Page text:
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Agroecological diversification strategies to enhance biological pest regulation in horticultural systems

Altieri, M.A., Nicholls, C.I.
Acta horticulturae 2012 no.933 pp. 35-41
agroecosystems, beneficial arthropods, biodiversity, biogeochemical cycles, cropping systems, horticulture, natural enemies, pest control, pests, plant protection, pollinators, production technology, recycling, soil, soil biology, soil fertility, soil quality, vineyards, California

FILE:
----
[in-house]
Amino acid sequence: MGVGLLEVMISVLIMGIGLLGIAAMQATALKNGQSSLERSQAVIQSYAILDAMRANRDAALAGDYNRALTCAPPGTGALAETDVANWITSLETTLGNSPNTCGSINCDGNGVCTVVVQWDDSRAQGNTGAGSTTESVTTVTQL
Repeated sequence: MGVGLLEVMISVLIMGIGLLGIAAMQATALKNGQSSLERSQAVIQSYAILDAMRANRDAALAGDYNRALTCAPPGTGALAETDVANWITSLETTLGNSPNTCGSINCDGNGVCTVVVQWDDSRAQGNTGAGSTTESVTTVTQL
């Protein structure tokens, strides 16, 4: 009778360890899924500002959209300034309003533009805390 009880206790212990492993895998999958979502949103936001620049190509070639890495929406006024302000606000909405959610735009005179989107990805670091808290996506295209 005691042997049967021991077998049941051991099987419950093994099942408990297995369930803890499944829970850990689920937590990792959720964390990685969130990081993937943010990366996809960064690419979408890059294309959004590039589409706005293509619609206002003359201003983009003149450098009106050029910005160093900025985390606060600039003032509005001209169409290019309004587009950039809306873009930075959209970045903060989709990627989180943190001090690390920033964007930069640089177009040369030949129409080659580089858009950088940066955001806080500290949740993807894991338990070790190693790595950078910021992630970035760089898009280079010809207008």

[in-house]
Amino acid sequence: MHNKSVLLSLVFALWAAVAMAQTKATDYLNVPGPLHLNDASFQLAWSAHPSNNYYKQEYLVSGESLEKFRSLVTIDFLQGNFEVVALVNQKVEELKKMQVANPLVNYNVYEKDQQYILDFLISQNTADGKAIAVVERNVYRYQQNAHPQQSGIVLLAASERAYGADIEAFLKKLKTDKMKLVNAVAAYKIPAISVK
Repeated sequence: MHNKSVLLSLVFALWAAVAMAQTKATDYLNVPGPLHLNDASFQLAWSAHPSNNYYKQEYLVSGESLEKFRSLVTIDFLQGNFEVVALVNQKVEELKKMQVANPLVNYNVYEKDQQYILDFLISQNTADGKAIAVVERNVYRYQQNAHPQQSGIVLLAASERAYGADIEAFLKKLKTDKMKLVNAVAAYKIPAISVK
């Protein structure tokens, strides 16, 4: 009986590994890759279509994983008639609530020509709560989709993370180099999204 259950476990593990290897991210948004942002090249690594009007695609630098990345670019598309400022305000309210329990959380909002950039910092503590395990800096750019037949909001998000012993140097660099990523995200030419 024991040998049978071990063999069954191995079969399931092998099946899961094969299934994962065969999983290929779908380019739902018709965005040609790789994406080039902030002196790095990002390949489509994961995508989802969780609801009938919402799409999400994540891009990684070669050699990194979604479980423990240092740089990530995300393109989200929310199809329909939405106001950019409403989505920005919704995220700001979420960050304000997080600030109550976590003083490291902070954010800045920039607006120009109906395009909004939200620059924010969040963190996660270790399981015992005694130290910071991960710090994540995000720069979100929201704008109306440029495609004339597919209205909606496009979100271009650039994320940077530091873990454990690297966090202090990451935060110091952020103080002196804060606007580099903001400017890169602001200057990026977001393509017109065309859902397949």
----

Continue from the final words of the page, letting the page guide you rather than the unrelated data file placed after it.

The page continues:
Agroecology utilizes principles to favor natural processes and biological interactions and synergies so that biodiverse horticultural agroecosystems are able to sponsor their own soil fertility, crop protection and productivity through the activation of soil biology, the recycling of nutrients, the enhancement of beneficial arthropods and antagonists. Based on these principles agroecologists have developed diversification strategies to achieve crop health and soil quality key pillars of agroecosystem health. The main goal is to enhance the immunity of the agroecosystem (e.g., natural pest control mechanisms) and regulatory processes (i.e., nutrient cycling) through agroecological designs that enhance functional biodiversity (soil biota, natural enemies, pollinators, etc.) that play ecological roles in the agroecosystem. Results from agroecological experiments conducted in California on cruciferous cropping systems and vineyards are used to illustrate the potential of agroecology and biodiversity enhancement for pest regulation in horticultural production systems.